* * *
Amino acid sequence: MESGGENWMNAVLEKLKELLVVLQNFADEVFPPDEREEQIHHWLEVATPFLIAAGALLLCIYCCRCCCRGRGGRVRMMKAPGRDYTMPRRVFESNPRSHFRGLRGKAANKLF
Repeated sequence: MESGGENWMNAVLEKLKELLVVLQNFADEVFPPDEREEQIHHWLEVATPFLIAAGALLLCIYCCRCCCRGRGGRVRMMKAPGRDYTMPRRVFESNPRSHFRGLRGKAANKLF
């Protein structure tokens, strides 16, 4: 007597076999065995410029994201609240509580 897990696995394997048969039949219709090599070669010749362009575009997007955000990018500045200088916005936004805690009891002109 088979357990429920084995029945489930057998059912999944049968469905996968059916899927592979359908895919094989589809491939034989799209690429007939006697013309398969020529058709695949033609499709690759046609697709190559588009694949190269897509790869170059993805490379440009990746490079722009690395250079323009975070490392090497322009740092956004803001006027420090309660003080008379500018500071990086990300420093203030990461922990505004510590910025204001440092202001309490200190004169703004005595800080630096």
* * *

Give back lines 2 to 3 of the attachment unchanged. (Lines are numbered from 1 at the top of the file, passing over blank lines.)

Repeated sequence: MESGGENWMNAVLEKLKELLVVLQNFADEVFPPDEREEQIHHWLEVATPFLIAAGALLLCIYCCRCCCRGRGGRVRMMKAPGRDYTMPRRVFESNPRSHFRGLRGKAANKLF
């Protein structure tokens, strides 16, 4: 007597076999065995410029994201609240509580 897990696995394997048969039949219709090599070669010749362009575009997007955000990018500045200088916005936004805690009891002109 088979357990429920084995029945489930057998059912999944049968469905996968059916899927592979359908895919094989589809491939034989799209690429007939006697013309398969020529058709695949033609499709690759046609697709190559588009694949190269897509790869170059993805490379440009990746490079722009690395250079323009975070490392090497322009740092956004803001006027420090309660003080008379500018500071990086990300420093203030990461922990505004510590910025204001440092202001309490200190004169703004005595800080630096």